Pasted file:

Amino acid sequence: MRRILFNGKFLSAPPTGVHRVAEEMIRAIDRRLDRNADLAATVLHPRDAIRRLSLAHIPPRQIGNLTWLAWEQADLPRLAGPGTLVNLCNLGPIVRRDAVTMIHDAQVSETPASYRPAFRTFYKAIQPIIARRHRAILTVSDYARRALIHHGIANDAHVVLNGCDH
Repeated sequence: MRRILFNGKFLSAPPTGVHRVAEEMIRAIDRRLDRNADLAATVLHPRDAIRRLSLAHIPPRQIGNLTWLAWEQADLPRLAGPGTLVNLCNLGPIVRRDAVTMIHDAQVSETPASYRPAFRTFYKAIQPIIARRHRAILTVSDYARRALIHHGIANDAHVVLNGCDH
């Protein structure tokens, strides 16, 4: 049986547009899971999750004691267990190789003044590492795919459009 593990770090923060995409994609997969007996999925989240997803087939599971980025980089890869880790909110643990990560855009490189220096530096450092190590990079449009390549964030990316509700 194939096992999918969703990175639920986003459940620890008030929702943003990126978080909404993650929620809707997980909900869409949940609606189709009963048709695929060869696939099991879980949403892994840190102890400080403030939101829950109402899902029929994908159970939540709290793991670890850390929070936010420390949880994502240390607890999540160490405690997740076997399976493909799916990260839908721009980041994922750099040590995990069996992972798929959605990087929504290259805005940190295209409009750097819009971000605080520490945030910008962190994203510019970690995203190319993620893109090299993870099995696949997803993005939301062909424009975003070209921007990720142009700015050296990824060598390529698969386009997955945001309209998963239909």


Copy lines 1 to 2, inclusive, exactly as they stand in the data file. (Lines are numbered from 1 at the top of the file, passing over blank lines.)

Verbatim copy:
Amino acid sequence: MRRILFNGKFLSAPPTGVHRVAEEMIRAIDRRLDRNADLAATVLHPRDAIRRLSLAHIPPRQIGNLTWLAWEQADLPRLAGPGTLVNLCNLGPIVRRDAVTMIHDAQVSETPASYRPAFRTFYKAIQPIIARRHRAILTVSDYARRALIHHGIANDAHVVLNGCDH
Repeated sequence: MRRILFNGKFLSAPPTGVHRVAEEMIRAIDRRLDRNADLAATVLHPRDAIRRLSLAHIPPRQIGNLTWLAWEQADLPRLAGPGTLVNLCNLGPIVRRDAVTMIHDAQVSETPASYRPAFRTFYKAIQPIIARRHRAILTVSDYARRALIHHGIANDAHVVLNGCDH